Amazon has been working to expand advertising for established and new brands sold on its website to include free samples provided to users chosen by AI algorithm based on their preferences and history, Axios reports. A pilot for the program has reportedly already been running for some time and, based on a recent job listing with the company, could be used to augment the company's current advertising strategies. Through the program, Amazon would be offering a way for brands to put their products in consumers hands with the goal of increasing conversion rates through raised brand and product awareness. That's based on the idea that seeing advertised products in use in the real world tends to lead to sales of the item. Terms of the program are reported to indicate that Amazon would foot the bill for delivery of products once they arrive at 'designated' Amazon locations.
Advertisers would be responsible for getting those there and wouldn't be in control of who the products are sent to. An AI algorithm that is most likely very similar to the one already used in Amazon's advertising would be responsible for making that decision. In fact, the entire process, aside from portions of jobs related packaging and shipping that are still handled by humans would be taken care of by the AI. That would be intended to take some strain off of advertisers and others who want to take part in the program but who don't have the logistics to work out those details. Those companies could focus instead on exactly which products they need to sell more of and the agreement would enable Amazon's AI to put more of a given item in the public sphere once the items are available to ship from an Amazon warehouse. It would also likely save Amazon money, making the program more feasible. Customers would be unaware too up until the point at which the package containing the free sample arrives.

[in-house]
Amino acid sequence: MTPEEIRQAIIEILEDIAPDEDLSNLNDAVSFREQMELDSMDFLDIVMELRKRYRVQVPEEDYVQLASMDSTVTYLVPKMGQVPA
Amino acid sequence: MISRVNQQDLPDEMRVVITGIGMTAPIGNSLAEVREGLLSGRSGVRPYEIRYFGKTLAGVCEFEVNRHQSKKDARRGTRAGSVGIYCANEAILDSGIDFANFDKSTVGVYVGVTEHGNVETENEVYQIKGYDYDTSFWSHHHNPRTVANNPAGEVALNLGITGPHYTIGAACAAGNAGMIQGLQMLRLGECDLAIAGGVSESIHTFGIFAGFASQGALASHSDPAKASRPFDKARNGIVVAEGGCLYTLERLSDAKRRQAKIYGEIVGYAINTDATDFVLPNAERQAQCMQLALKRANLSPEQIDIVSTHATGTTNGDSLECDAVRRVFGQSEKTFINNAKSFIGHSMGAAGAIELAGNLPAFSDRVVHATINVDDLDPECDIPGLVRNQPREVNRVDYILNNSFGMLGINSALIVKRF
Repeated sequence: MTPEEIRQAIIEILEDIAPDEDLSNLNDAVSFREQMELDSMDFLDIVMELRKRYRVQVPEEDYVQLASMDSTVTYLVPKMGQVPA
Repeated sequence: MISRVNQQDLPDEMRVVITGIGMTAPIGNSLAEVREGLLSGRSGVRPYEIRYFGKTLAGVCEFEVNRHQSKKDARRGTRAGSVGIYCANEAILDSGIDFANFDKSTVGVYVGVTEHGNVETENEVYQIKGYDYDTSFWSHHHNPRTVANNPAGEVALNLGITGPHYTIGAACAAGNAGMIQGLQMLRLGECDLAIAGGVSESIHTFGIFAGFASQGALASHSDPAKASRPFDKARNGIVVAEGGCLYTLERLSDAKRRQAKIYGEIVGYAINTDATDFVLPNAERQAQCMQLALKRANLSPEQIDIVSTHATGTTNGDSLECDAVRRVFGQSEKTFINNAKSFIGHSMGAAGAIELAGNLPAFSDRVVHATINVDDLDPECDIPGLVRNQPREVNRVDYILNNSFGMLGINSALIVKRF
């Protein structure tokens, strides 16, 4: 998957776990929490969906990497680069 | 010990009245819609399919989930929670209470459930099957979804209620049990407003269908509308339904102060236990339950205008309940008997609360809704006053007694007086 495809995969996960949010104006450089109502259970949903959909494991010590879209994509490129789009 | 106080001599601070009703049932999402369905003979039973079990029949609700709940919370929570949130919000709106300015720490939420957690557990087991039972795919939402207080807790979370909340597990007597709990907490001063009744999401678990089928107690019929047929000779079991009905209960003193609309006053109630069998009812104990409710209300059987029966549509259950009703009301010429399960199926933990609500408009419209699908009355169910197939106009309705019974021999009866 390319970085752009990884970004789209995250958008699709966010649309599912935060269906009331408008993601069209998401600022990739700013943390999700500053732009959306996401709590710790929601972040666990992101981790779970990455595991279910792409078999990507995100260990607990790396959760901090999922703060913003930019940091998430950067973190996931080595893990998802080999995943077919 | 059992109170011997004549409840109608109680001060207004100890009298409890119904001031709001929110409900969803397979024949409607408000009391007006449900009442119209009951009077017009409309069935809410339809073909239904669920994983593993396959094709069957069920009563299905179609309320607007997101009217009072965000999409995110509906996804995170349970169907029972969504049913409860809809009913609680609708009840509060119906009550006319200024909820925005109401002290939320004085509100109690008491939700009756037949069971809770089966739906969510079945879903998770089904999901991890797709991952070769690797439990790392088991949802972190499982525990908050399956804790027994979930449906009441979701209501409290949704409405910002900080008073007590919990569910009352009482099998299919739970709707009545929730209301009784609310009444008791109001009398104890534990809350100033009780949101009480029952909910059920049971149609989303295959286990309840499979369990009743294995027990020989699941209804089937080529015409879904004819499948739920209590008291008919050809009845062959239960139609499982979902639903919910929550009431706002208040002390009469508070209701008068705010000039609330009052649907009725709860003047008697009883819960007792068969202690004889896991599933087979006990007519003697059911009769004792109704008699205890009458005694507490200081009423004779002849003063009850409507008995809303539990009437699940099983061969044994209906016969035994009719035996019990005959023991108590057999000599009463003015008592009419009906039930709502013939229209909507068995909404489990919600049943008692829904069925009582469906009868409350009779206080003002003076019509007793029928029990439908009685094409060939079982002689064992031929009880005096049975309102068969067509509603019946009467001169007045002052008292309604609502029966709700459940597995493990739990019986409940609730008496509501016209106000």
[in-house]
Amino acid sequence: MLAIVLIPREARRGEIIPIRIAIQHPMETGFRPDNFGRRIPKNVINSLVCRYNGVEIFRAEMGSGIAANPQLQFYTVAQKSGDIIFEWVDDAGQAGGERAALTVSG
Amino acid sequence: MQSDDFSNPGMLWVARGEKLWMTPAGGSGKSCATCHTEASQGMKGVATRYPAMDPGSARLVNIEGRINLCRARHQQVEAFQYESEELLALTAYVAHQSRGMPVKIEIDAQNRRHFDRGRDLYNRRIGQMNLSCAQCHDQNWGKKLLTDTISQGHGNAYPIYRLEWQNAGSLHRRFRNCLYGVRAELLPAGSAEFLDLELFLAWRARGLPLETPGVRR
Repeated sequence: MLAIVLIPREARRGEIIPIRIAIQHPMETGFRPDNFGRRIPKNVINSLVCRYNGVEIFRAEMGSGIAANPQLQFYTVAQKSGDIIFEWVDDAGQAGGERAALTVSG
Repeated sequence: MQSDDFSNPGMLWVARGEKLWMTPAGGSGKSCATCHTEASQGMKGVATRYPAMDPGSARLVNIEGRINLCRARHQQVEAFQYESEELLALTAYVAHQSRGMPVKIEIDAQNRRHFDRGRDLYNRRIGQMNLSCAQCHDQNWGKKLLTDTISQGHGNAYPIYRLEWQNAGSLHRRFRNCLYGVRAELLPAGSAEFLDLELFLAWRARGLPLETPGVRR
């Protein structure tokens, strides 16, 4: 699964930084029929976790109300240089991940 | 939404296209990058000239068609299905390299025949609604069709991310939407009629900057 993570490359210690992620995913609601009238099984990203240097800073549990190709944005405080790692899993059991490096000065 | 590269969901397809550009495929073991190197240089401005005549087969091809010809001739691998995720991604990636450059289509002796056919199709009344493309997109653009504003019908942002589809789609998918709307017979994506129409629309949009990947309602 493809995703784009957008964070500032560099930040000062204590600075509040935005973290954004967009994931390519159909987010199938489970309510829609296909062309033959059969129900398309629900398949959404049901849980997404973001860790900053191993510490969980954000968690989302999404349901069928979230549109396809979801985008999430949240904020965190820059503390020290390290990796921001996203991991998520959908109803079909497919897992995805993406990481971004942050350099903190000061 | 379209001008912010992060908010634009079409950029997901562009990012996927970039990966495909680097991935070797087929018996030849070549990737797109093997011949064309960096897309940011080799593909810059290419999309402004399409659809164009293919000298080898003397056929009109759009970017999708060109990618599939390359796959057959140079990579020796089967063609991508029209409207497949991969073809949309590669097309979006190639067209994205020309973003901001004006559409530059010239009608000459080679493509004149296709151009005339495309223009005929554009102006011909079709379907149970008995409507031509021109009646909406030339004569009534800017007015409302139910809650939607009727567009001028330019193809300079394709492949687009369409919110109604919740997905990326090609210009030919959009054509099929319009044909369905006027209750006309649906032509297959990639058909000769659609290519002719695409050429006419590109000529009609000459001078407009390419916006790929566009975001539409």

Competing through a more traditional but less common approach
The process is not entirely different from methods that have been widely used in the past, most commonly with food and similar consumables. It also seems to closely resemble at least some practices that aren't allowed by Amazon's own review policies. The current rules for reviews are encompassed in an extensive list that's too long to include in any one article but specifically, they don't allow sellers to offer compensation, including free items, in exchange for a review. It's unclear whether Amazon customers receiving free samples would be allowed to leave reviews on those products. There are a few differences between a review that might be left from a pilot program and a manufacturer asking a consumer directly to post a rating and review in exchange for free stuff. But it does seem that allowing reviews from free samples might be a very similar circumstance to one that might be considered in violation of the policy.
The pilot program and presumably the eventual ad program itself is also a completely different approach than those typically taken by large companies in modern advertising for driving online business. That might be extremely beneficial in helping Amazon to better compete with rivals such as Google and Facebook. Both of those other companies currently use models that aren't entirely dissimilar to the shipping giant's own practices. Namely, those are based on a user's browser cookies for gauging online activity and other more service-specific activity and use. With Amazon, that means displaying ads online for users on social media or in search results with product recommendations based on that activity. The ads might showcase a couple of high-powered speakers that are on sale, for example, if a user has been searching for and exploring similar speakers online and on Amazon's own site. The free sample program would use AI in a similar fashion but with enhancements to guide the process almost from start to finish, occupying an ad space neither other competitor is currently present in.
But will it ever launch
As alluded to above, the pilot program for the new ad approach seems to have been ongoing for quite some time. That doesn't necessarily mean Amazon will ever launch its product more broadly or that it will maintain the same format if it does. The company has declined to comment on the pilot or to provide any information about its plans for a free sample program. There's also no clear indication regarding what types of products might be provided through the program. That aspect will almost certainly depend on advertisers, sellers, and manufacturers when and if it is pushed out more widely.